Jim Smart
November 17, 2006

Step By Step

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Mump_0611_17z Ford_mustang Dynamat
Stick-on and spray-on sound-deadening materials take the harmonics out of Mustang bodies. Begin with the floorpans, and apply it inside the doors to take out the echo. Install a fresh firewall pad, being mindful that '65-'66s are different than later Mustangs.
Mump_0611_19z Ford_mustang Weatherstripping
Weatherstripping not only keeps out moisture, dust, and wind, it keeps slipstream noise out as well. Install it properly, then adjust and tighten the windows and doors.
Mump_0611_24z Ford_mustang Power_seering_hoses
Power-steering hoses contain great pressures that rely on solid seating and torque. Nicked seats will leak no matter how tight you get the fitting. Overtighten and you risk damaging the line and still get the leak. Whenever you buy a remanufactured control valve or steering ram, inspect the seats. They must be perfect: no scores, nicks, or dirt. Power-steering hoses must also be installed properly, just as the factory installed them, with freedom to move without chaffing or binding.
Mump_0611_25z Ford_mustang Fan_blades
Four-blade fans should be replaced with multi-blade flex or clutch fans for maximum cooling. This setup, a four-blade steel fan inside a shroud, does not work effectively. Four-blade fans were never designed for use with a shroud.
Mump_0611_27z Ford_mustang Radiator
High-capacity radiators remove more engine heat, lowering engine temperature. A Griffin aluminum radiator from Mustangs Plus does wonders for heat sink, keeping your engine cooler even in bumper-to-bumper traffic. Four-row core copper and brass radiators are also effective and more stock in appearance.
Mump_0611_30z Ford_mustang Tank_armor
Should The Unthinkable Happen ...
It's no mystery why vintage-Mustang fuel tanks are a safety hazard. Because the fuel tank is also the trunk floor for '65-'70 models, the integrity in a rear-end collision is always a concern. Look to three potential forms of safety equipment to help you out.Fuel Safe fuel cells, available from Mustangs Plus, are one solution, although costly at around $900 for a Mustang-specific fuel cell, but they are designed to keep you safe in a rear-end collision.If you retain the original tank, then opt for Tank Armor and the rear-seat barrier. Tank Armor, available from Autoworks International, is a thick, heavy stainless steel plate designed to bolt over the Mustang fuel tank to protect the tank from heavy items. It also helps keep fuel contained in a collision, although this cannot be guaranteed even with a Fuel Safe cell.The rear-seat barrier from American Pony helps shut out road noise and keeps fuel out of the passenger compartment in a rear-end collision. These are mandatory safety items when driving a classic Mustang every day.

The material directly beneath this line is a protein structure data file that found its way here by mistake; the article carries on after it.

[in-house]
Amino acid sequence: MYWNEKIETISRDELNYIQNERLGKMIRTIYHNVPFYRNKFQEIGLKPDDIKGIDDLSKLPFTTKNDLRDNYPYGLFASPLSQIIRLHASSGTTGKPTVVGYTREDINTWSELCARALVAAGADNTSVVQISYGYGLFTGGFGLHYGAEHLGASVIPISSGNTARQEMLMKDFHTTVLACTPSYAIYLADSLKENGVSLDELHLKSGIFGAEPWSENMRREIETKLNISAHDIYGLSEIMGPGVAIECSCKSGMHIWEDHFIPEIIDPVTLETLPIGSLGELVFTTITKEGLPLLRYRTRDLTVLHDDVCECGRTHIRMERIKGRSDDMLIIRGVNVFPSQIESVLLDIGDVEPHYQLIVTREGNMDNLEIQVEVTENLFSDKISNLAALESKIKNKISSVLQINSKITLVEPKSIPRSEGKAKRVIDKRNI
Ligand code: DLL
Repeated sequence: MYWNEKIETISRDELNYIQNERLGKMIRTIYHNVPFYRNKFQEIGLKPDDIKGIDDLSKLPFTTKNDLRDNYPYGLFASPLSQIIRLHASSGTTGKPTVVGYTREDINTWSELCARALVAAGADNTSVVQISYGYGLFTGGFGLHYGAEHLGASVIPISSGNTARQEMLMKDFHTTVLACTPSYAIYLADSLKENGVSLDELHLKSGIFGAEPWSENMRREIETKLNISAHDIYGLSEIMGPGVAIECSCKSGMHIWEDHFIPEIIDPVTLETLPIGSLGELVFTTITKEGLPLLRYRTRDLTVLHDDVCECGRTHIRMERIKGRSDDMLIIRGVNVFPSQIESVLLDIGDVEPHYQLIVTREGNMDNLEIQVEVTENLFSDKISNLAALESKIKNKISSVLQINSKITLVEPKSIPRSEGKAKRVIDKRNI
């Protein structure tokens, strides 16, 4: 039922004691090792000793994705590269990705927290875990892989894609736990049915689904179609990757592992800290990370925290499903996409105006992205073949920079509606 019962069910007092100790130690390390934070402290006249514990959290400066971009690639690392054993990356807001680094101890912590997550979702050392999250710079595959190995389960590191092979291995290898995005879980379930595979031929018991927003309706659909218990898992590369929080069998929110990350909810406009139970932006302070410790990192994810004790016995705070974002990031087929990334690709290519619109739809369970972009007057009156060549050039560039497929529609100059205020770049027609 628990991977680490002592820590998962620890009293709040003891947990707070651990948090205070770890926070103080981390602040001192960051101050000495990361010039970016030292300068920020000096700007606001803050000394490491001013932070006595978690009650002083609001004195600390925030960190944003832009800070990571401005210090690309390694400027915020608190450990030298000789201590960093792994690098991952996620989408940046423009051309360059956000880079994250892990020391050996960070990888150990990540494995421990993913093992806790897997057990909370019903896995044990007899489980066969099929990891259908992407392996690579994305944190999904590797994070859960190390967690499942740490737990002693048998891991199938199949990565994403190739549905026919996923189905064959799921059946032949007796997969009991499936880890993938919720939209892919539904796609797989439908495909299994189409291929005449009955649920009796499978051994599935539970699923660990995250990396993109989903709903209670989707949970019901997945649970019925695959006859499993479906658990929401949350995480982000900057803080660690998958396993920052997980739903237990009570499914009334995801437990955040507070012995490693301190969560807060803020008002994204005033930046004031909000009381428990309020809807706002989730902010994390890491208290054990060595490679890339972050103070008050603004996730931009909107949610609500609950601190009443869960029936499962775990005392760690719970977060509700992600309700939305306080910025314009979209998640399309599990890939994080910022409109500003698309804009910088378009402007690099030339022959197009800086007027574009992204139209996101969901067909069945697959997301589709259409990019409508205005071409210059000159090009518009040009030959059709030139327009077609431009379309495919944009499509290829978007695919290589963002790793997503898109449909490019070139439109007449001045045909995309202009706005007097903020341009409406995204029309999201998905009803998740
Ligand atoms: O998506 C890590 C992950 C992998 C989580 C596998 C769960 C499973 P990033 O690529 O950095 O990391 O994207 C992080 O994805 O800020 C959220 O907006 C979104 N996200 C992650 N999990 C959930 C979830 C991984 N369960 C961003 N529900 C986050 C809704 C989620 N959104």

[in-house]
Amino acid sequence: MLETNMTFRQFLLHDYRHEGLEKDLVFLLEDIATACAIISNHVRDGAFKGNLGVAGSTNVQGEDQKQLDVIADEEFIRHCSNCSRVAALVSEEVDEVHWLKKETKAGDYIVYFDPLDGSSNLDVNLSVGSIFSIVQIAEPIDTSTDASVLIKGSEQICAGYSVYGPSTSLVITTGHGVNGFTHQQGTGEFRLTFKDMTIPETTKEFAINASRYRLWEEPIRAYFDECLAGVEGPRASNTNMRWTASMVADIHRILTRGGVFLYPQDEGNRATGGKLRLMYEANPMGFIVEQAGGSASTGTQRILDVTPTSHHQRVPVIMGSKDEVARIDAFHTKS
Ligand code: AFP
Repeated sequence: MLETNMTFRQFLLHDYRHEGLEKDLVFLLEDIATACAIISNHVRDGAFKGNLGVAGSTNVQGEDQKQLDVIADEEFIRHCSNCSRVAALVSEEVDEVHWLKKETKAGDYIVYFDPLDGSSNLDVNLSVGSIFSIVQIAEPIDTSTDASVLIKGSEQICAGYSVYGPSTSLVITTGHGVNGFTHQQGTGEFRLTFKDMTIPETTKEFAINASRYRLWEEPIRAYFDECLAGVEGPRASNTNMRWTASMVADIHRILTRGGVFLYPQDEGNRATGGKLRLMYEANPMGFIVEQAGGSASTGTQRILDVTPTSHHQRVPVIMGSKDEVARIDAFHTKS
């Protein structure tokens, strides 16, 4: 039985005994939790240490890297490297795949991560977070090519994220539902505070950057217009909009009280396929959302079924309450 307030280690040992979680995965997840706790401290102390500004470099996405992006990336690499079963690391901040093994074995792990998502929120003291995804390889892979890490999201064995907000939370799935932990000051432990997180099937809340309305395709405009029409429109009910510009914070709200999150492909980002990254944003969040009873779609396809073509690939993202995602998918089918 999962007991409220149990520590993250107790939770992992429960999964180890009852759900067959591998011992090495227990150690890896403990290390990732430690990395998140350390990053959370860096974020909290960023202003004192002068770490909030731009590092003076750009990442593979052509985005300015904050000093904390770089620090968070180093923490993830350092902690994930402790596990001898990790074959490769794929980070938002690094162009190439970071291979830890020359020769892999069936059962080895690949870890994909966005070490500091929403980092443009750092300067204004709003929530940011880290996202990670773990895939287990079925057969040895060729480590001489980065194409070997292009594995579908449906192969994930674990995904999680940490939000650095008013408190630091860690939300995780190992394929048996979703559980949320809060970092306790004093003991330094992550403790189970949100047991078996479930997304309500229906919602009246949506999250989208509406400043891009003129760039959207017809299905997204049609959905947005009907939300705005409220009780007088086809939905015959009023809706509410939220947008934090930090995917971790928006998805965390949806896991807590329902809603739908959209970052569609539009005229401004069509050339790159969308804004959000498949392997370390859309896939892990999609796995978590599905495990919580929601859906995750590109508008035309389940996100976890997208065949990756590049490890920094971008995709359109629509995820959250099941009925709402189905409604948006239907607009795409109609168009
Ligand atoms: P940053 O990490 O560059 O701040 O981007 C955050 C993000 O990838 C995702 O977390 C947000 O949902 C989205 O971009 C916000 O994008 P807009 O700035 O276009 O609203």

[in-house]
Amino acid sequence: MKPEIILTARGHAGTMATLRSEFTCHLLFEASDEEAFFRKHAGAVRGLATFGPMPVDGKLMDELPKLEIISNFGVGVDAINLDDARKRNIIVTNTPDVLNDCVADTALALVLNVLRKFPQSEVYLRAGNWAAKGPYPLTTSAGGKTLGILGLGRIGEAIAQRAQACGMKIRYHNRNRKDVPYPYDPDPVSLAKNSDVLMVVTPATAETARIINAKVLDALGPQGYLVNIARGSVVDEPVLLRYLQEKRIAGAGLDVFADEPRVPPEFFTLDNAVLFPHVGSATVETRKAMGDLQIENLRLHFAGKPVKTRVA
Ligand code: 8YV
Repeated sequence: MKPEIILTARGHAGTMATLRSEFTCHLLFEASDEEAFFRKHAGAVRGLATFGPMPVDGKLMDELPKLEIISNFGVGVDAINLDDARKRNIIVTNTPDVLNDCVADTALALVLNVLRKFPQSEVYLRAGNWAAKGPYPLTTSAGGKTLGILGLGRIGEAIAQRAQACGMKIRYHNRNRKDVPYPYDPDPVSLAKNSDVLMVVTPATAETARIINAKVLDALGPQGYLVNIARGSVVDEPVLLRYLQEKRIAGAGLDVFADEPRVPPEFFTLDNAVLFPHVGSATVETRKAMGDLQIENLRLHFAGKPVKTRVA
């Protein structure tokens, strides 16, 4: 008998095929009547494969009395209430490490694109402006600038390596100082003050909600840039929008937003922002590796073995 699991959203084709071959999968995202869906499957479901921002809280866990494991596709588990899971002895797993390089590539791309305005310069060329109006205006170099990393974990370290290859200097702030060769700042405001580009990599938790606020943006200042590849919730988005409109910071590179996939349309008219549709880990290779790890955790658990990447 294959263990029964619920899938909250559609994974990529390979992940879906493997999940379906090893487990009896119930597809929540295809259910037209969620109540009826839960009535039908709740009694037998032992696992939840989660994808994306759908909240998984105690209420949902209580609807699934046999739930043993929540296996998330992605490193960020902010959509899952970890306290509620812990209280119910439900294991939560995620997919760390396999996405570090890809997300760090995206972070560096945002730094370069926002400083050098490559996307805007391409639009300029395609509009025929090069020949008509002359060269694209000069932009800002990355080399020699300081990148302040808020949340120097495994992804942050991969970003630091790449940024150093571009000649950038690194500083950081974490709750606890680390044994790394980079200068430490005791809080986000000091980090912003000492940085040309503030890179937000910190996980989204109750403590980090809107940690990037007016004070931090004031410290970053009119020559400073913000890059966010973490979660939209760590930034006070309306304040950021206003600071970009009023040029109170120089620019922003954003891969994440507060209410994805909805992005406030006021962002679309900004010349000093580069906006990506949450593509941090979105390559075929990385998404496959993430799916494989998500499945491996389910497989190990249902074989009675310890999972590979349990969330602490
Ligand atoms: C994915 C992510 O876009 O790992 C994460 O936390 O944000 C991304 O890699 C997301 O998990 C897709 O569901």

Alignment
Front-end alignment affects handling and tire wear. When you're out there doing the freeway-warrior bit, front-end alignment is especially critical to tire longevity. For daily driving, you want a minimum amount of negative camber for a nice balance of cornering and good tire wear. Negative camber is key to handling, but too much can be hard on tires. Toe is crucial to how your steering wheel will return to center after a turn. Sluggish return is a sign there's neutral toe or a pinch of toe-out. Aggressive return is a sign of too much toe-in. Your front-end alignment specialist will know what's best for your application. Never accept sluggish performance or a Mustang that wanders all over the road, as both are signs of a bad alignment.

Silence, Please ...